Slab construction of clay is about as ancient an artistic medium as there is. John Mason has been employing it for 50 years. A beautiful selection of seven tall, monochrome works dating from 1997 to 2002 at David Kordansky shows his mastery of the technique.
Despite its antiquity, these totemic clay slabs suggest emphatically modern machine forms. Screws, drills, blades and the like are evoked through Minimalist geometry and Cubist intersection of planar shapes.
This being clay fired in a kiln, however, natural process cannot be denied. Planes of clay bend slightly from their own weight, while a surface skin of applied glaze contrasts with the supporting skeletal structure. The result is sculpture that is often inescapably figurative, even without precise description of a human body.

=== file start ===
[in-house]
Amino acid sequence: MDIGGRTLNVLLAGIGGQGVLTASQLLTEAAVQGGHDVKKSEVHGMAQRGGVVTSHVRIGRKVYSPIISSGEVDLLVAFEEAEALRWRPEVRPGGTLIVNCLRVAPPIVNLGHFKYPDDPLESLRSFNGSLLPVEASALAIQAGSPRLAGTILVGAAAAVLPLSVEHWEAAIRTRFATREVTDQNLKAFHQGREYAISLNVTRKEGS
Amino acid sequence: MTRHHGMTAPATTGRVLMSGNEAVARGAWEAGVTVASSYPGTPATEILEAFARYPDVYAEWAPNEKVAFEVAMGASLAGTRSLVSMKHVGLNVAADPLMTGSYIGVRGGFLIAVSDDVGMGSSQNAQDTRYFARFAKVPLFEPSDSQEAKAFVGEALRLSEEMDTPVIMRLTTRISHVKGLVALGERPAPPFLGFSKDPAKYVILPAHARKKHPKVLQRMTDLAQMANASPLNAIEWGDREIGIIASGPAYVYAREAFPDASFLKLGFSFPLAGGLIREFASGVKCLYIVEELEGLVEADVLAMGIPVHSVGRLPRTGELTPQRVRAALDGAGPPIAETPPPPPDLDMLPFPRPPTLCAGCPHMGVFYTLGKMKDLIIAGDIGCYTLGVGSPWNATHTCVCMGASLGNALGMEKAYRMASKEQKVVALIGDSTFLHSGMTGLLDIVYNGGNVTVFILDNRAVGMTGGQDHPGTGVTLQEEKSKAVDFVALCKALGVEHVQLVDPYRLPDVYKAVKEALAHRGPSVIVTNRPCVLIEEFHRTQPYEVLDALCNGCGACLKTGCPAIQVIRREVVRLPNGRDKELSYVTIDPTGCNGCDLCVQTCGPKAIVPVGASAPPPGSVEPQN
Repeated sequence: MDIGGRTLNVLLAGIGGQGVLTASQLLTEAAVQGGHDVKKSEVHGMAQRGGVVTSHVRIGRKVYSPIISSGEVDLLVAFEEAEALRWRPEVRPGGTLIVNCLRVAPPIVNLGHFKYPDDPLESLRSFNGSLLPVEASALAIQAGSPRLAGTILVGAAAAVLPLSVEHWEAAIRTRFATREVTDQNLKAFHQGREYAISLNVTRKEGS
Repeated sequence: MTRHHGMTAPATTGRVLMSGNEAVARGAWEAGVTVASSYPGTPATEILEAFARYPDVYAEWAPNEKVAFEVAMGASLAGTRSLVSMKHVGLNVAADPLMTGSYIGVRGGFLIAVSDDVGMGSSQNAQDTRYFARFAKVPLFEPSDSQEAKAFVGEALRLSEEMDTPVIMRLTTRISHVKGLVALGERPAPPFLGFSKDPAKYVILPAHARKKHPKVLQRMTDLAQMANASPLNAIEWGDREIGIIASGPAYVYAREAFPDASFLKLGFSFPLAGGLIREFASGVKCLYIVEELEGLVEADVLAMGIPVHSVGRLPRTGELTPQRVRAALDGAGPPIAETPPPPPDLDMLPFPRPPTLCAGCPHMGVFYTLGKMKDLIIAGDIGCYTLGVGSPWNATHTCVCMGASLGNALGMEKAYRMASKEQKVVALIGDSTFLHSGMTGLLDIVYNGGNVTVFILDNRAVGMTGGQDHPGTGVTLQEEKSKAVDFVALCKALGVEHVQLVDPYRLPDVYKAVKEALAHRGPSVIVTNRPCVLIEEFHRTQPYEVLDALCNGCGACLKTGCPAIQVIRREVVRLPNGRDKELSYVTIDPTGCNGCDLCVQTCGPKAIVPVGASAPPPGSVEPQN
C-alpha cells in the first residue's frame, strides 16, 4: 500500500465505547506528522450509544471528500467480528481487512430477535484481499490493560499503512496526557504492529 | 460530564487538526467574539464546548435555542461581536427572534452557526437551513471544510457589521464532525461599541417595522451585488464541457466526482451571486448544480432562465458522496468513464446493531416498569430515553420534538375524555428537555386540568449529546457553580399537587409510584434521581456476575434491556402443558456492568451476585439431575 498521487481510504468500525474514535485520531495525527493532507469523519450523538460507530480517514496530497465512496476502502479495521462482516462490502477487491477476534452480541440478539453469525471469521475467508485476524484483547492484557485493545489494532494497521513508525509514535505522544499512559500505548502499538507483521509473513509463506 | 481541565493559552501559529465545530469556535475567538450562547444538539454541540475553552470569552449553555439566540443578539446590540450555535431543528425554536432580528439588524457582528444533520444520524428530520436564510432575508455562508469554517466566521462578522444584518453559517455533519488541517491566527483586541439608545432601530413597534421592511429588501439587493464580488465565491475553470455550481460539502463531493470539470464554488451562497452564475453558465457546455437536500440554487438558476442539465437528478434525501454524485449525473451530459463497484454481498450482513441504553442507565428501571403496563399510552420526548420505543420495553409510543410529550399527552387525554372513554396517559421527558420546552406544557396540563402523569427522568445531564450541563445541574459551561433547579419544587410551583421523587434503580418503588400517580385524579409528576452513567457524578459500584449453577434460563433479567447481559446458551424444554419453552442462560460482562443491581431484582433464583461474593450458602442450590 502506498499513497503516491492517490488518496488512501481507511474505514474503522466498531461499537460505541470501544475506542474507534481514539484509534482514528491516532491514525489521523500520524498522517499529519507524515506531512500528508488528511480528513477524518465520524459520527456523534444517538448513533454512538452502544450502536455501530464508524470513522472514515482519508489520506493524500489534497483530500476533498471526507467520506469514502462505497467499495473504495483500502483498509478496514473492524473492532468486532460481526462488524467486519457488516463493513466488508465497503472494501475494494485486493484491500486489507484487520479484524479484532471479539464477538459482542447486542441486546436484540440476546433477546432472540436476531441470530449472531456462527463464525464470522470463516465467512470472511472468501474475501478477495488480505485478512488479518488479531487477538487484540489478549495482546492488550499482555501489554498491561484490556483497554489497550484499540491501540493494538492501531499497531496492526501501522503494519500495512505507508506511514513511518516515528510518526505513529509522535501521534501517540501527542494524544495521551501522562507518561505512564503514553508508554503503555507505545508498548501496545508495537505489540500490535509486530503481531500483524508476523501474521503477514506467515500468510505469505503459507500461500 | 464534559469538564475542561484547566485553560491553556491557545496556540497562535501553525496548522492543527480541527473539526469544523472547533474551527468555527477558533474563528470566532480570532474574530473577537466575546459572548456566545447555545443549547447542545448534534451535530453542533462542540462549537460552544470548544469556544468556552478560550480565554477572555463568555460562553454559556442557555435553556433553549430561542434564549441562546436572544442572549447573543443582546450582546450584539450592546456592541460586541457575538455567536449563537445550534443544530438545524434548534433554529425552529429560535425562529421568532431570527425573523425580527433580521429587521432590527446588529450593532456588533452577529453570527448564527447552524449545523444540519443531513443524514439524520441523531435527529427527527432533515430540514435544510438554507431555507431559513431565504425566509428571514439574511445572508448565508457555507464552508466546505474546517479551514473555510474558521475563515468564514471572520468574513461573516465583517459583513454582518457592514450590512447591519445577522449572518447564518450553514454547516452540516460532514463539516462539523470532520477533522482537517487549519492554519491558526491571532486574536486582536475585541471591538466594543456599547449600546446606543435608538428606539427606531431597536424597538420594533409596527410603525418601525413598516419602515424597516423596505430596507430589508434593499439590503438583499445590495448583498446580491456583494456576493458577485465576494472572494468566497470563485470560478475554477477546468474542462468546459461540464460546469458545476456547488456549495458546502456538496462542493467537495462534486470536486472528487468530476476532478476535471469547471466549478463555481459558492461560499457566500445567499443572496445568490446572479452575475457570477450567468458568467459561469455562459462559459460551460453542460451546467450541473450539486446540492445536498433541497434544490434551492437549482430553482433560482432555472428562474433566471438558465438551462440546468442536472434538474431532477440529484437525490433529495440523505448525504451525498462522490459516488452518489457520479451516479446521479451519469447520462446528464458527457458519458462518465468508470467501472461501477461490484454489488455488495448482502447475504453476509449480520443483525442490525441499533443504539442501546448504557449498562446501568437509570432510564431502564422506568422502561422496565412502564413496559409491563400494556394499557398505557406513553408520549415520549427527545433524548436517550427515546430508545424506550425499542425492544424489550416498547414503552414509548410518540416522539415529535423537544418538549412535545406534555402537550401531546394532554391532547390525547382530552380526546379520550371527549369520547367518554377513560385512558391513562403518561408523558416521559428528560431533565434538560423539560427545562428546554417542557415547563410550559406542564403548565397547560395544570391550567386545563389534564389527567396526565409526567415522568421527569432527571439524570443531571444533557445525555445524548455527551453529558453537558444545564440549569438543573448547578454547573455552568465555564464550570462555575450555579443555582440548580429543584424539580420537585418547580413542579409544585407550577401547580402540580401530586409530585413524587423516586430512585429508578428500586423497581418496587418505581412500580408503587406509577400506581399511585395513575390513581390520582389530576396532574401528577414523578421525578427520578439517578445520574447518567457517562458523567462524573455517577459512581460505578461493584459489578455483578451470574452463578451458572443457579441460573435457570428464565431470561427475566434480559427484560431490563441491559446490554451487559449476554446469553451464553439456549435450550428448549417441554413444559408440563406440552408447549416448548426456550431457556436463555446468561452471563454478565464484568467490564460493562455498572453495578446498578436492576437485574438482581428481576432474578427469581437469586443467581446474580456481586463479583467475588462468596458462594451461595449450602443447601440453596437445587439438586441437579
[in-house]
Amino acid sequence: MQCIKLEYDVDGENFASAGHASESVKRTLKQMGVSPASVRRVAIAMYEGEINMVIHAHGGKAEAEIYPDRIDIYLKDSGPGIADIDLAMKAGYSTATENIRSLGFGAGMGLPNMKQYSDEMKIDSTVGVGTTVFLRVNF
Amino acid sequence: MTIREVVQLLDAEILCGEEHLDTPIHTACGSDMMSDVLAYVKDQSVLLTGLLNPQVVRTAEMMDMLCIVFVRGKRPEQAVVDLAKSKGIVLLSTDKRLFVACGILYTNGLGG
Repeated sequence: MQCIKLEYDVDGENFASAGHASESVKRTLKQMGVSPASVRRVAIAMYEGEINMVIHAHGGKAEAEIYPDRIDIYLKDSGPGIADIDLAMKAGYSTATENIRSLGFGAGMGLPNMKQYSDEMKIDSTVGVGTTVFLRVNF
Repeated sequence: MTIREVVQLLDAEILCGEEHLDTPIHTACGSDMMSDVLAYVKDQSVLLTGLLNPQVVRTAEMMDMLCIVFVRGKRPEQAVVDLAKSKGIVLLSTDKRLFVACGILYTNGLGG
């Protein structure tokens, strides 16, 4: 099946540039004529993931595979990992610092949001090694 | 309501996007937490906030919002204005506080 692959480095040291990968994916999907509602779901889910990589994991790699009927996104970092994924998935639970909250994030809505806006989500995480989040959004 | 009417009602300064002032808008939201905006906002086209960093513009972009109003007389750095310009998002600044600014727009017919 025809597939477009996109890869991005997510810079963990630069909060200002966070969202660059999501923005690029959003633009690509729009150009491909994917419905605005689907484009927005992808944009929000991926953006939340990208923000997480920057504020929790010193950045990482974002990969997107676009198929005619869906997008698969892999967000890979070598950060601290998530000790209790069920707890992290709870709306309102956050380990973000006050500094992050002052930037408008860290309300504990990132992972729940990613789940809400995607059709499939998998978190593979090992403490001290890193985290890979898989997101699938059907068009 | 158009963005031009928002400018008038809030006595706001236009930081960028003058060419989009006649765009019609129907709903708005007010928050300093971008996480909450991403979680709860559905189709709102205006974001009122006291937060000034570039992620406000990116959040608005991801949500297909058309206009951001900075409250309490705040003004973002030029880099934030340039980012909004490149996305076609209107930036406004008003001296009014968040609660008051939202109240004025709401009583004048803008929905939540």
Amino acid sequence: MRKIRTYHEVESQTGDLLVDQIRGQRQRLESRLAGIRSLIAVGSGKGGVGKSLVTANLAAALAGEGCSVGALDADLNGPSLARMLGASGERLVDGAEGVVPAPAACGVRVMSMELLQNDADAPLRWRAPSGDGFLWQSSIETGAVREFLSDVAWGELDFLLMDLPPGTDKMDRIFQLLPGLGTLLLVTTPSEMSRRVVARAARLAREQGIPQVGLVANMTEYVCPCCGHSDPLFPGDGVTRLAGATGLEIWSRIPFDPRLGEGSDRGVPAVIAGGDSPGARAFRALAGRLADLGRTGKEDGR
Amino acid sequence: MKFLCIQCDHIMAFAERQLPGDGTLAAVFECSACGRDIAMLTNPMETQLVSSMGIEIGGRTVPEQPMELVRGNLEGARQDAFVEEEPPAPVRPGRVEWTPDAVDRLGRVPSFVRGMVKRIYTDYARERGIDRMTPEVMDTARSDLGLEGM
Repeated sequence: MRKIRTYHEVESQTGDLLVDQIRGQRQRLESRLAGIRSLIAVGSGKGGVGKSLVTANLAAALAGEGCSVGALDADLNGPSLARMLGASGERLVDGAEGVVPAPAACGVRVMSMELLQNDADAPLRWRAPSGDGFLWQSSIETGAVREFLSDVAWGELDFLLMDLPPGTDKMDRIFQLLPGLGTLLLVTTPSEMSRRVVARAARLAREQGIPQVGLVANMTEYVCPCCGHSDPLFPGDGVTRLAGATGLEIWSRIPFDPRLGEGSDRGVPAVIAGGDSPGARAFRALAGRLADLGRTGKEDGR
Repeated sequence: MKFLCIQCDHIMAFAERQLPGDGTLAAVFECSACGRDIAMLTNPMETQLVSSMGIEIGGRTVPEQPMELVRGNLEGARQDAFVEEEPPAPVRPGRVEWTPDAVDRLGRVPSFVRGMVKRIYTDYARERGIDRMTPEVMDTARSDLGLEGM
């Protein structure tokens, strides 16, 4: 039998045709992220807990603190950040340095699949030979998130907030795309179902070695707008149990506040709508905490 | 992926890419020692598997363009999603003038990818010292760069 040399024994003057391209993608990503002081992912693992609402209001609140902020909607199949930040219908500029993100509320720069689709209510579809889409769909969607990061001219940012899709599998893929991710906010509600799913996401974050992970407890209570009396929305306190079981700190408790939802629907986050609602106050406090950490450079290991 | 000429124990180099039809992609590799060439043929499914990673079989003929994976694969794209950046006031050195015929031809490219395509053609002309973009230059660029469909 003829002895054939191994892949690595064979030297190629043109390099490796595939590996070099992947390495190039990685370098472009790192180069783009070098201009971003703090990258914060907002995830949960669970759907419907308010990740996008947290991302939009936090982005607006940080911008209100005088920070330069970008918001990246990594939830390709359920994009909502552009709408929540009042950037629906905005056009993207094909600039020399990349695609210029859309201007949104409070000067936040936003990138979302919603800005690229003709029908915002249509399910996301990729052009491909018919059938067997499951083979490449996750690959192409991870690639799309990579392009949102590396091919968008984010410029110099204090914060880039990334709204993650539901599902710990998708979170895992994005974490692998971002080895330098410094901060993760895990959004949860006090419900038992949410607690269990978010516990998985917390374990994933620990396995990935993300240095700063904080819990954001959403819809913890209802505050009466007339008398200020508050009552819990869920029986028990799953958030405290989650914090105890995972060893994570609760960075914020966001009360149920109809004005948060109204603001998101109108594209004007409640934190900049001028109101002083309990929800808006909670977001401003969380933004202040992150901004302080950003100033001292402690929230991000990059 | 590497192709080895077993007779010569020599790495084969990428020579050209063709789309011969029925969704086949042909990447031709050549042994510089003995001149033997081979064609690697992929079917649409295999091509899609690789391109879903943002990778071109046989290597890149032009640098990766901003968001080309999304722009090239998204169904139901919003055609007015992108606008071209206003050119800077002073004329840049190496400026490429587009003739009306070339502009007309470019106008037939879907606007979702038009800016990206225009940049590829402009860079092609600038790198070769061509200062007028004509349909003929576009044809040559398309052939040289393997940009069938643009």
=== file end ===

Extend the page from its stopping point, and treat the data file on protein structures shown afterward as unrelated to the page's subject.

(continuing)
Take “Charcoal Figure,” a quiet tour de force. Stacked modular units of angled planes, many with curved edges, create a five-foot vertical form that refers to the silhouette of a voluptuous, classical Venus.
Move around the sculpture and the figure fuses with the profile of a muscular bottle, reminiscent of something from the 1960s by Mason's one-time studio mate, Peter Voulkos. Continue on and the swelling, sonorous shape of a musical instrument by Picasso gets tossed in for good measure.
Mason's best sculptures pile art atop history atop autobiography. They're a delight to behold.
David Kordansky Gallery, 3143 S. La Cienega Blvd., Culver City, (310) 558-3030, through Oct. 26. Closed Sun. and Mon. www.davidkordanskygallery.com